Heron Island is a small genuine coral cay, 72 kilometres offshore from Gladstone in Queensland.  The water is turquoise and crystal clear, the island is surrounded by white, powdery sand and the sunsets are magical.  And it’s a nature lover’s haven.

To get there, you would take the launch from Gladstone Marina which takes about 2.5 hours, and check-in is at 8.30am.  You might therefore want to spend a night in Gladstone.  If you’re driving to Gladstone, you can park your car in the secure car park on Bryan Jordan Drive and it needs to be pre-booked.  A quicker way to get there is by seaplane (from Gladstone) which takes 20 minutes and there’s a 15kg per person luggage allowance. 

Heron Island is known for its abundant marine life, in particular the turtles. The island is a significant nesting location for the Green and Loggerhead Turtles and they start to hatch in early January until May.   

There are over 1150 types of fish in the lagoon and you’ll find Wedge Tailed Shearwaters (aka Mutton Birds), Sea Eagles, Black Noddy Terns and Egrets which were initially thought to be herons because of their one colour – hence the name Heron Island.  The Island has excellent dive sites and Jacques Cousteau has included it in his list of 10 favourite dive sites in the world. 

Heron island is only about 800m (2600 ft) long and 300m (980 ft) at it’s widest. What surprised me most, given that it’s so small, was that the accommodation was almost booked out yet there were times when saw no other people on the beach.  And another surprise is that it has the largest island-based research station in the Southern Hemisphere. 

Heron Island is a natural habitat and a word of warning if living amongst nature isn’t your thing.  The Mutton Bird can get particularly noisy during mating and breeding season which occurs from November-January.  You might want to bring along earplugs if you’re visiting this time of year.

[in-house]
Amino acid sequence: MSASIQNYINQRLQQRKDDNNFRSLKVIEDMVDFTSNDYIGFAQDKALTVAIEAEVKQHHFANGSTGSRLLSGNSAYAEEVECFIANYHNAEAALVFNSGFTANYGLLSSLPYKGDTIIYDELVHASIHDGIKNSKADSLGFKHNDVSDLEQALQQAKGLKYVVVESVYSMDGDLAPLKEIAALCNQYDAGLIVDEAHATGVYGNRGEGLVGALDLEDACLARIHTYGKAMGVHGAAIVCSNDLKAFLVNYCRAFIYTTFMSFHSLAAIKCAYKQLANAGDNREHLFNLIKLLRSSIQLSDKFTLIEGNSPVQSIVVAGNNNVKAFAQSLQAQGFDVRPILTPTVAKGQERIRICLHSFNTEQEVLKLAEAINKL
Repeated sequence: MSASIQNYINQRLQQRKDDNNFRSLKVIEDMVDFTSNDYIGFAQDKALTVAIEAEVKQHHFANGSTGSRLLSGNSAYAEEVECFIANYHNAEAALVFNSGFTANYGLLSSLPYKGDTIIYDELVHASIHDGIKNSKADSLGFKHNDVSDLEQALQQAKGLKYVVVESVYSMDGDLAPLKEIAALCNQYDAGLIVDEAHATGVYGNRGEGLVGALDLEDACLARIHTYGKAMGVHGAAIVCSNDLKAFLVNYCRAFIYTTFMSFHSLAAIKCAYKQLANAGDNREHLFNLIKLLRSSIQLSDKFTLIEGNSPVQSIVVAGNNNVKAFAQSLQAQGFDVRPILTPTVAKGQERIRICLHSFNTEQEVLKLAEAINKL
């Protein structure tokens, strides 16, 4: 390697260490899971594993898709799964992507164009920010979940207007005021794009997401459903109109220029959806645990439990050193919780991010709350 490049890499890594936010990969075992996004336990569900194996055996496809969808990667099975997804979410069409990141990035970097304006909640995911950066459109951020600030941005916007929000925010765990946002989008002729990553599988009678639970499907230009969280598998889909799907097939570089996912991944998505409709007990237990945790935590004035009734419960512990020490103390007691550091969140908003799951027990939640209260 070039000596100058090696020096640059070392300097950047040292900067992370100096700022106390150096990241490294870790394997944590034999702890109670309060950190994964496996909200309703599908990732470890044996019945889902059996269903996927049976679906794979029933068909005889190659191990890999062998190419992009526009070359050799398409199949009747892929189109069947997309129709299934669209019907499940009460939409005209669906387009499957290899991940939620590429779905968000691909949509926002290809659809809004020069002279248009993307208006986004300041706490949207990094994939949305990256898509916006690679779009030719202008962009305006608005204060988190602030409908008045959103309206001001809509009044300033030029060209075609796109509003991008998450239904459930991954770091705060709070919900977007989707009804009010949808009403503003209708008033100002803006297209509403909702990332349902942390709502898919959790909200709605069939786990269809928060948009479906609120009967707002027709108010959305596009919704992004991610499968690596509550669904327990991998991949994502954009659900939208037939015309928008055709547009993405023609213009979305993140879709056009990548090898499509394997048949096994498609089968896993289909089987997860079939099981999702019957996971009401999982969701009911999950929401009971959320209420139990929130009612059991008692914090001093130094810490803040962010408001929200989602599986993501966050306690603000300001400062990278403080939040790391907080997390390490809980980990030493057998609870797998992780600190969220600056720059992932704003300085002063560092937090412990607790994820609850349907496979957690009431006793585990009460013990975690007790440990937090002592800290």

Another thing to look out for during breeding season is the bird poop and an umbrella might be handy – just in case.  If you think it will put you off, then I’d recommend avoiding Heron Island during the mating/breeding season.

You can snorkel off the beach or book a snorkel boat trip.   If you’re a diver, the Marine Centre will provide you with weights free of charge so you won’t need to bring your own.  If snorkelling or diving isn’t for you, then you can book a tour on the semi-submersible, subject to weather conditions.

Complimentary island and reef walks can also be booked with a naturalist guide who’ll provide a fascinating insight into the reef ecosystem, the flora and the fauna.  That’s what this island is all about. 

Here you won’t find TV, radio or mobile phone coverage however there are two card-only payphones.  The food I recall was average and buffet style and the accommodation comfortable.  Don’t expect a 5 star resort experience.  Do expect an amazing diving, snorkelling and environmental experience.

Heron Island is a family holiday with a difference and highly recommended. 

For more information on this island gem, visit www.heronisland.com.

On our drive back home to the Gold Coast, we stopped at the lovely little historic town of Childers.

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